The system is being abused. I am not saying the system encourages human trafficking, but why are we letting this happen? It is occurring because the system itself is flawed and is not working the way it should. As a result, the system is vulnerable to abuse because the front door of our immigration policy is not open and therefore people are coming in through the back door. The Liberal government has made promises to address the problem, but for the last 12 years it has not been able to keep any of them.

I would say that these legitimate people, who the system was meant for, are given the run around, are not allowed to come through the proper channels and are being abused by those people.

My province of British Columbia is particularly vulnerable to human trafficking. The United States state department identifies British Columbia as an attractive centre for East Asian traffickers who smuggle South Korean woman through Canada to the United States. Organized crime groups have targeted Vancouver because of our immigration laws, benefits available to immigrants and the proximity to the United States border.

According to the state department, at least 15,000 Chinese entered Canada illegally over the last decade, many of them paying thousands of dollars to smugglers only to end up working as indentured servants or even as prostitutes. Asian women and girls who are smuggled into the country are forced into prostitution regularly. Traffickers use intimidation and violence, as well as the illegal immigrant's inability to speak English, to keep victims from running away or informing the police.

Bill C-49 is not entering into a legislative vacuum. In June 2002, a specific offence against human trafficking came into force under section 118 of the Immigration and Refugee Protection Act. The current law provides for fines of up to $1 million and life imprisonment. Section 118, however, deals with human trafficking across our international border from a border integrity angle.

In contrast, Bill C-49 would deal with trafficking both within Canada and across Canadian borders. Although anti-trafficking legislation has been in place for three years, the first ever charge under the law did not occur until this past April. A Vancouver businessman faces human trafficking charges after police answered a call about a violent incident at the businessman's massage parlour. One charge in three years is a rather meagre result.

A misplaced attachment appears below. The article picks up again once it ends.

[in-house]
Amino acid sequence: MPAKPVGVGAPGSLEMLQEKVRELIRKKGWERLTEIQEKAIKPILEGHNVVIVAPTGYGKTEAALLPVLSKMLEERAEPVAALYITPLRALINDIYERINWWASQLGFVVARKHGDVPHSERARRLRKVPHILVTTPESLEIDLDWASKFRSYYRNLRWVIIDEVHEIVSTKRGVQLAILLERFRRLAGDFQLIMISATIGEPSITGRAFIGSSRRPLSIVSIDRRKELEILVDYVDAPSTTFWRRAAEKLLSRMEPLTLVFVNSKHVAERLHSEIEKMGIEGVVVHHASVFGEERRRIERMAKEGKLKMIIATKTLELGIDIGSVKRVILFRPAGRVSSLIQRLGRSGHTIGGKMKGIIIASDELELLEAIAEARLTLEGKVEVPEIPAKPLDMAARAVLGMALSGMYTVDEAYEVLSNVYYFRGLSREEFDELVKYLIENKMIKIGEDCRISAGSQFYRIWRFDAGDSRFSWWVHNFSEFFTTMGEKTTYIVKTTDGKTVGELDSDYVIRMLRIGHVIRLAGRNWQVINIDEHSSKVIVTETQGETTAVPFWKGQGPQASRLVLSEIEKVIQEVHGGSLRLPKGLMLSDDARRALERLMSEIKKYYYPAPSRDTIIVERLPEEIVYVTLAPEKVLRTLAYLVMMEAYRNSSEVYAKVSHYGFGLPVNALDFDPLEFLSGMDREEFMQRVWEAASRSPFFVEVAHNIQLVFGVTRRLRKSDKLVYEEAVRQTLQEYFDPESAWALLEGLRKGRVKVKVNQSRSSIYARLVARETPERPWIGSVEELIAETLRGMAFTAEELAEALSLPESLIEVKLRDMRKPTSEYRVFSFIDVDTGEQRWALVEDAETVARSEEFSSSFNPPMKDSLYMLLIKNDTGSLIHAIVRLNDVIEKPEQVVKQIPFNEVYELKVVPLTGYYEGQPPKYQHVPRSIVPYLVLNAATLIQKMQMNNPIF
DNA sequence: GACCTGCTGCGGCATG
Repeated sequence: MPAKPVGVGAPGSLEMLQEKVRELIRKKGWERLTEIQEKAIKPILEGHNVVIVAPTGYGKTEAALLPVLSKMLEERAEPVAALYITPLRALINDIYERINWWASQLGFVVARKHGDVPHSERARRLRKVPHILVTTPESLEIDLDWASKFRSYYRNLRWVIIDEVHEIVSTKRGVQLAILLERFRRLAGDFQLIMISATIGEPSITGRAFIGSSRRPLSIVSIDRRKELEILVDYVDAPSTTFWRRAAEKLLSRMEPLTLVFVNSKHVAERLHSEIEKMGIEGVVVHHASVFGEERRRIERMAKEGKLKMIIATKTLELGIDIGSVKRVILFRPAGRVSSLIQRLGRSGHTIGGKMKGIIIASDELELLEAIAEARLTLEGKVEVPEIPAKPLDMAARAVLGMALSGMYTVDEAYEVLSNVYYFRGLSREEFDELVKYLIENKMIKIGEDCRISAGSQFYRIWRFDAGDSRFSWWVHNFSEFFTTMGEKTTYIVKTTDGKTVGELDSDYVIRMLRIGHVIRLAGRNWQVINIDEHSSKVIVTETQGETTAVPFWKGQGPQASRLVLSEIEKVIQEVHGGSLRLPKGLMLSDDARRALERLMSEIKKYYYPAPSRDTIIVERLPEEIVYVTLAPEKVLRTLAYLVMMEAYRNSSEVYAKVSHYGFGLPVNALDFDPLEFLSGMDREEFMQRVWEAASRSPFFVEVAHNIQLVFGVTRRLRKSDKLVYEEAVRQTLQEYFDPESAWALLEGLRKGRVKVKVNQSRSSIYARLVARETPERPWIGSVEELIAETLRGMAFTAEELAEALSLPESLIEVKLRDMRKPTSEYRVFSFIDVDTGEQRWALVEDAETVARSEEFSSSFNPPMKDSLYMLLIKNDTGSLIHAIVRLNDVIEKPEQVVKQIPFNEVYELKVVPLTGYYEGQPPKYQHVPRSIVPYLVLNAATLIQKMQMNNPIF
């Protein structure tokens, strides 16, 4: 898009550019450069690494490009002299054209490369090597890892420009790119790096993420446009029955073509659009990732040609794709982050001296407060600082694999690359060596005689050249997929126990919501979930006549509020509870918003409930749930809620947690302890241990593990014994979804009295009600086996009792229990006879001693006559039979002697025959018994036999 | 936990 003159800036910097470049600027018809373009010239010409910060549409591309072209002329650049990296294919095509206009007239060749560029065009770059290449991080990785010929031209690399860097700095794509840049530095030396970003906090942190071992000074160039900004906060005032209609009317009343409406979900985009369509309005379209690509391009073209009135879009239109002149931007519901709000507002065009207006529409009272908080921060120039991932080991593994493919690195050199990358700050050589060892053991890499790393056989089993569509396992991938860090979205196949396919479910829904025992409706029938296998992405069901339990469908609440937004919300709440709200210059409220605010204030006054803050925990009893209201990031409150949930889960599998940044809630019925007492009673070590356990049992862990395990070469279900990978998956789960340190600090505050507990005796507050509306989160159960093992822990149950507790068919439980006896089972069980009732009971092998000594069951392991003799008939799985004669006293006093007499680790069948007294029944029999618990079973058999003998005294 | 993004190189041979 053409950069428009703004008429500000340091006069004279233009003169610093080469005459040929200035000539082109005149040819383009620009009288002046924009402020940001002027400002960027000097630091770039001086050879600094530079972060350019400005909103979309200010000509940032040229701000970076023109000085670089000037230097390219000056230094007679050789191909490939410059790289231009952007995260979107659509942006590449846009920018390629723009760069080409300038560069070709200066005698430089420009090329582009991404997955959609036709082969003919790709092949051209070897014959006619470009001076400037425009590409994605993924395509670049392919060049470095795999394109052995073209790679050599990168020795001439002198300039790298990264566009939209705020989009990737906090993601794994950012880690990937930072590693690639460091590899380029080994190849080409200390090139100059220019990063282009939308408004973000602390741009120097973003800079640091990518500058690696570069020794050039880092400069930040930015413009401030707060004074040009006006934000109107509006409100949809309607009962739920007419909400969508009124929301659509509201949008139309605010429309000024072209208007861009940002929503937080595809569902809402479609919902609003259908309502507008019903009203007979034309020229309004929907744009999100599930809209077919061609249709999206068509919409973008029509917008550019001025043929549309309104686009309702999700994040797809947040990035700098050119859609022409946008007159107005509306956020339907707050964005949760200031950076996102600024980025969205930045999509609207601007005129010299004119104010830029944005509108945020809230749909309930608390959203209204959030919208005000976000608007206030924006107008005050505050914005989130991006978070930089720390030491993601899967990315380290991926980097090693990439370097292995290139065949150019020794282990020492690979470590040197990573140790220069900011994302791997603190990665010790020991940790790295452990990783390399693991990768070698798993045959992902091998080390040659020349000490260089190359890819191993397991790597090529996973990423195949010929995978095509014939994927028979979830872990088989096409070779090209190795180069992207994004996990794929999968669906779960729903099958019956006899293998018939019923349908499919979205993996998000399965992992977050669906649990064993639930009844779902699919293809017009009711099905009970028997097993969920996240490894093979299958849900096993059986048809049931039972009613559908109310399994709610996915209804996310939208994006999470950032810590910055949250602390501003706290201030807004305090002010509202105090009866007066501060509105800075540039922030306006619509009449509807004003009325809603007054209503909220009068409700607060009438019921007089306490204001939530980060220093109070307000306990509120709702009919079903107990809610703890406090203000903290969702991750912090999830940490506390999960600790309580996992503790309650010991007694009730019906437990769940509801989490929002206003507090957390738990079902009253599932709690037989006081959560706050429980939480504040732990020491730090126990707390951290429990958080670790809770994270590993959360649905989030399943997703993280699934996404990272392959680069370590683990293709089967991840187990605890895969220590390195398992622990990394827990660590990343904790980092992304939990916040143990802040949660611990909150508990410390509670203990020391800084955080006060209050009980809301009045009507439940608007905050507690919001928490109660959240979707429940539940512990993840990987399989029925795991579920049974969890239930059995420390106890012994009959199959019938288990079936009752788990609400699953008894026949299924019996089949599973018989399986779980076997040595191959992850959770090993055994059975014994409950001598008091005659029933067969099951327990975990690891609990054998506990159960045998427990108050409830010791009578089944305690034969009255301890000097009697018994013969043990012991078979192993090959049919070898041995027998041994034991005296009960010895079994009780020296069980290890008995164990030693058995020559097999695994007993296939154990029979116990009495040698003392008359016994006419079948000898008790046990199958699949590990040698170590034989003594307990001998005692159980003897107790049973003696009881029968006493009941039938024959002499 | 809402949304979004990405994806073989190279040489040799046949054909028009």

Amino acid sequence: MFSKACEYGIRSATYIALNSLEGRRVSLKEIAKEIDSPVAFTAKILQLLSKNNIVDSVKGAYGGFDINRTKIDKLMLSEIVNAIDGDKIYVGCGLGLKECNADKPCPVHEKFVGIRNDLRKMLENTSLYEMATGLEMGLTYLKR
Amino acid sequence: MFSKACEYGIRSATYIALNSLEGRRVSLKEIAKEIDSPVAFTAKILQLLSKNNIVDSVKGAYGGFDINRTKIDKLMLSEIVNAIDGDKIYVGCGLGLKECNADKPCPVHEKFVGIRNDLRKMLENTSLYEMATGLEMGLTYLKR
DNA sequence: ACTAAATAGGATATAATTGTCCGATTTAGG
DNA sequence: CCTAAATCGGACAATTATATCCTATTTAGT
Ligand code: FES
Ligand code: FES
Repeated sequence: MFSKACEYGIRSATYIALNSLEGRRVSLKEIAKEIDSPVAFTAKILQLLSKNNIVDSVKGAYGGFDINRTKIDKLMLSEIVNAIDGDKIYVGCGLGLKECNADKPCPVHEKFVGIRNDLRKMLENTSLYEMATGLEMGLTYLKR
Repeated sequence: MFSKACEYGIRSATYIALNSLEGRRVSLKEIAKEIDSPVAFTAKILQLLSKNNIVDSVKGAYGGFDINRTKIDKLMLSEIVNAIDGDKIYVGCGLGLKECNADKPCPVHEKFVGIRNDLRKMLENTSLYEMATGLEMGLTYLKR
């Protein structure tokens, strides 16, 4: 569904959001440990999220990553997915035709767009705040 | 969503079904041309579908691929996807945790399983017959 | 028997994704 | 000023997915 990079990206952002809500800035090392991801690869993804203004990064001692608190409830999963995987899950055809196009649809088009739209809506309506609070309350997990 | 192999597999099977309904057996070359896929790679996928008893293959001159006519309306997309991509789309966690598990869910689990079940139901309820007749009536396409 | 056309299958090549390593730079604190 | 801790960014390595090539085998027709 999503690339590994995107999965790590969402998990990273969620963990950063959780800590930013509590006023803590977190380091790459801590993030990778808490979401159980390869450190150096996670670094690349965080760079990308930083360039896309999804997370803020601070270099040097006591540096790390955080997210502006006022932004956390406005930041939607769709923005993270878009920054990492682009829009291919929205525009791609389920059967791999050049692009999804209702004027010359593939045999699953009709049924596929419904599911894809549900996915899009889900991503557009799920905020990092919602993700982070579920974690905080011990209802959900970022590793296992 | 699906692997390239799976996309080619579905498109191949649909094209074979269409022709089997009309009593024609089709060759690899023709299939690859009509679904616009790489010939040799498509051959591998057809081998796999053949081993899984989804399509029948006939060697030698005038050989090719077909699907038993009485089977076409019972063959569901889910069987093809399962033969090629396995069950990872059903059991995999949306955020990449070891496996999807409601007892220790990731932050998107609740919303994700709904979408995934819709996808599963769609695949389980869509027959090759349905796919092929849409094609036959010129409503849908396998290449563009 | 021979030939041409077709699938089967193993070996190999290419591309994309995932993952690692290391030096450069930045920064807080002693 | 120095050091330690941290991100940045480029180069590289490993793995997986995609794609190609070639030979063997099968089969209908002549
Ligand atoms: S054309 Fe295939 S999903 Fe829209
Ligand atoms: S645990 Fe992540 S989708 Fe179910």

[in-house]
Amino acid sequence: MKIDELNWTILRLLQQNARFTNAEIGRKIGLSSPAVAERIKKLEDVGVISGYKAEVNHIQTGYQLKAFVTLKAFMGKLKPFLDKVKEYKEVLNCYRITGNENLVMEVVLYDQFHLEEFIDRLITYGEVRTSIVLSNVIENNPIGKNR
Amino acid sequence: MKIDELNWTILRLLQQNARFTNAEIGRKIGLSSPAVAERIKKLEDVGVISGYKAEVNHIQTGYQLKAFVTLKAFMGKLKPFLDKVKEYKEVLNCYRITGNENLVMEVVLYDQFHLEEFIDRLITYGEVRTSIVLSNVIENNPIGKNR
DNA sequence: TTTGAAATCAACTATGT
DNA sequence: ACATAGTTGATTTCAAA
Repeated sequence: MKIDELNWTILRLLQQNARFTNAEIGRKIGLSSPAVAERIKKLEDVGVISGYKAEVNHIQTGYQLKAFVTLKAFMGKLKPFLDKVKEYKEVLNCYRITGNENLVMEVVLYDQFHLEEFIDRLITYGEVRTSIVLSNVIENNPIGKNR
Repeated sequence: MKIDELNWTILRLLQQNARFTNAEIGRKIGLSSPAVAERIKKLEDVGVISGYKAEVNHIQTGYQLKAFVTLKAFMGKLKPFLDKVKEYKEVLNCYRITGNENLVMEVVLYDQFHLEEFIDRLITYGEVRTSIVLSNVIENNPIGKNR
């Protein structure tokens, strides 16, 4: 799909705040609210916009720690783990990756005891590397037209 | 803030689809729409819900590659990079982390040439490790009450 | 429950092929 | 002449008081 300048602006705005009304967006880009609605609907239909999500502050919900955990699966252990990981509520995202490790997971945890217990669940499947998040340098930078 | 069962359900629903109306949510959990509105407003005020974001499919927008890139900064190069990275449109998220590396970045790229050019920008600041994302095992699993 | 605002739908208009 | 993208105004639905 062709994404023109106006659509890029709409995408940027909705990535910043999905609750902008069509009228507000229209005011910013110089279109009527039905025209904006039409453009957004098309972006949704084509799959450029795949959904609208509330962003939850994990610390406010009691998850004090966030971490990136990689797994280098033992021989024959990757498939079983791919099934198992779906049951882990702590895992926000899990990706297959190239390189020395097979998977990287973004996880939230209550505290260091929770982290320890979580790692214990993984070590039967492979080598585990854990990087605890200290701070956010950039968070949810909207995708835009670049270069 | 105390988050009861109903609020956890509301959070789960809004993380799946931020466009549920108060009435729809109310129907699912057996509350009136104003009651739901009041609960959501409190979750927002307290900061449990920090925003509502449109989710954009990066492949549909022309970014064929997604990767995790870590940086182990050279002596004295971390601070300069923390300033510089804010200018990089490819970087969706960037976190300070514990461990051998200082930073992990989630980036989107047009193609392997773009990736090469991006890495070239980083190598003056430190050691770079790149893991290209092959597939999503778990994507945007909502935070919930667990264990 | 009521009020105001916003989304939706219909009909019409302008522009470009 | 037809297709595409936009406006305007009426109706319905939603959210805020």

Detective Constable Jim Fisher, with the Vancouver police intelligence section, confesses that Canada has not come to grips with what it takes to properly police this human trafficking that has been happening for so long. We can have the best laws in the world but if we do not place enough resources into enforcement the laws will mean nothing. That is the case with human trafficking. Our enforcement of the current law is weak, as demonstrated by this one charge.

Canada is struggling to identify its trafficking victims inside secret migrant smuggling operations.

We will remember that the Auditor General's report seriously criticized this particular instance: 36,000 illegal entrants into this country are missing in action and cannot be traced; and 60% of the people who come to our ports and apply for refugee status go before our refugee officers without any documents and no identification but we all know that when they boarded their plane for Canada they had some sort of document. However once they land in Canada and appear in the lineup applying for refugee status they have no documents.

We must use anti-trafficking laws to vigorously increase investigations, arrests, prosecutions and convictions of traffickers. However that will not happen with the government which insists on starving our law enforcement agencies of the resources they need to do their jobs effectively.

As a member of the Subcommittee on Organized Crime, as well as a member of the citizenship and immigration committee in the past, I became familiar with many of the problems facing our country. It has become clear to me that the Liberal policies are undermining the credibility of the criminal justice system. The government has given us a system in which even soft sentences are only partly served and that fails to protect citizens from crime.

The human trafficking aspect is a lose-lose situation for everyone except the human traffickers who are making a profit. It is bad for our country, bad for our society, bad for our communities and bad for newcomers who could have used the front door rather than using the back door and paying huge amounts to the snakeheads or to the human smugglers.